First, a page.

Max Speed
540mph
432mph
437mph
Rate of Climb
3,937'/min
1,237'/min
3,475'/min
Wing Loading
60'/sq.ft.
61'/sq.ft.
43'/ft.sq.
Range
526miles
1,105miles
2,080miles
Armament
4x30mm cannons
2x30mm cannons
6x0.5" Machine Guns
Source for Me-262 & P-51D: Luftwaffe Fighter Aces by Mike Spick (c) 1996 Source for Nikka: Wikipedia

Comments

    0 of 8192 characters used
    Post Comment

    • Robert Sacchi profile imageAUTHOR

      Robert Sacchi 

      10 months ago

      Thank you for the suggestion. It never occurred to me to attempt such a project. Maybe I should give it some thought.

    • Peggy W profile image

      Peggy Woods 

      10 months ago from Houston, Texas

      Have you ever thought of combining all of this information and making it into a book? It would make a great reference book of the different types of aircraft and how they were used.

    • Robert Sacchi profile imageAUTHOR

      Robert Sacchi 

      2 years ago

      There will be no pop quizes :-) Thank you for reading. I am glad you find the airplane Hubs interesting.

    • Peggy W profile image

      Peggy Woods 

      2 years ago from Houston, Texas

      As you said, most of the WWII generation is quickly dying off. We owe much to them and it is nice that they have been labeled by Tom Brokow's book as "The Greatest Generation." I am certainly learning more about airplanes than I ever previously knew by reading your hubs. As long as there will be no pop quiz, I am fine. Ha!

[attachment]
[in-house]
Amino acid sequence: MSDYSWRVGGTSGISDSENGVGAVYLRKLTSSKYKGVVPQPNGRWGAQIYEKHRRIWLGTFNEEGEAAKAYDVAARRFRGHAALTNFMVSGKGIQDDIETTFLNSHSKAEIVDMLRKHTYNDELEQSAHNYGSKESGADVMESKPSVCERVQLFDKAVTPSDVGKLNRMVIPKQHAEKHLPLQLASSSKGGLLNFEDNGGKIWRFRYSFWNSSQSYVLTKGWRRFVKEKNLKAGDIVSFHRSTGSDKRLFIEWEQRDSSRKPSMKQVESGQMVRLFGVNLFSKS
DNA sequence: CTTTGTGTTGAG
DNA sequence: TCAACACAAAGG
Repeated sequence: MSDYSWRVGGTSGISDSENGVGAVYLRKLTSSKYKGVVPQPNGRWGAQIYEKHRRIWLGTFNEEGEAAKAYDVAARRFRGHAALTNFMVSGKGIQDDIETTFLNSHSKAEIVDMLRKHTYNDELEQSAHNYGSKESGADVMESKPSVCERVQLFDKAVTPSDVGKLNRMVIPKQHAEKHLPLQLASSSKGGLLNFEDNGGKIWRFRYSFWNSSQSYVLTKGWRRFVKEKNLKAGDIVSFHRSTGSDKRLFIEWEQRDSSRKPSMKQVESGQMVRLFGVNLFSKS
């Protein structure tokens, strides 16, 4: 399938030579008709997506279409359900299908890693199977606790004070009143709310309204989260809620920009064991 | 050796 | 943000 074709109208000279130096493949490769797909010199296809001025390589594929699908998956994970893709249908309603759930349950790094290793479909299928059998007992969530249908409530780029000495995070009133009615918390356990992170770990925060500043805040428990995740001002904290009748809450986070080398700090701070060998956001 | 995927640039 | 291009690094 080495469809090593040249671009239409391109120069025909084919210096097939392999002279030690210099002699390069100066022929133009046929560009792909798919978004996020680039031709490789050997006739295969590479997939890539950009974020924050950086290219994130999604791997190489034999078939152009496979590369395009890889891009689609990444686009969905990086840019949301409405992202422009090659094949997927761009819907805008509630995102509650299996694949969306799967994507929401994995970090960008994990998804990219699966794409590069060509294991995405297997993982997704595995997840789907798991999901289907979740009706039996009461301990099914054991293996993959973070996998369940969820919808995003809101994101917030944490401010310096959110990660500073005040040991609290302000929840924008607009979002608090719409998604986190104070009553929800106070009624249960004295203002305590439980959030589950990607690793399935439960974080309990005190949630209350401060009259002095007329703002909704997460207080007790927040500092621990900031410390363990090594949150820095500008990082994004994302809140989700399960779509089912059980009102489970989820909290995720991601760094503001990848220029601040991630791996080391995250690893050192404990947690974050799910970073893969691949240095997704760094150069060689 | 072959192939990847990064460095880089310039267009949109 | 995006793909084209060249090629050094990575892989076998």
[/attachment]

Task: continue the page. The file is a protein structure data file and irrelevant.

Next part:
• Robert Sacchi profile imageAUTHOR

      Robert Sacchi 

      3 years ago

      Thank you. Yes, the World War II generation did cast a giant shadow and they are riding riding off into the sunset. Hopefully, enough has been recorded about them that future generations will never forget what their story.

    • WillStarr profile image

      WillStarr 

      3 years ago from Phoenix, Arizona

      My father-in-law was a P-51 pilot in WW2, and I'm a private pilot. We sure did enjoy talking flight. I miss him.

    • Robert Sacchi profile imageAUTHOR

      Robert Sacchi 

      3 years ago

      Yes, they also built a copy of an Me-163 rocket fighter. The pilot was killed on a test flight. Thank you.

    • WillStarr profile image

      WillStarr 

      3 years ago from Phoenix, Arizona

      I didn't know that Japan had a jet in that era. Good Hub!

    working

    This website uses cookies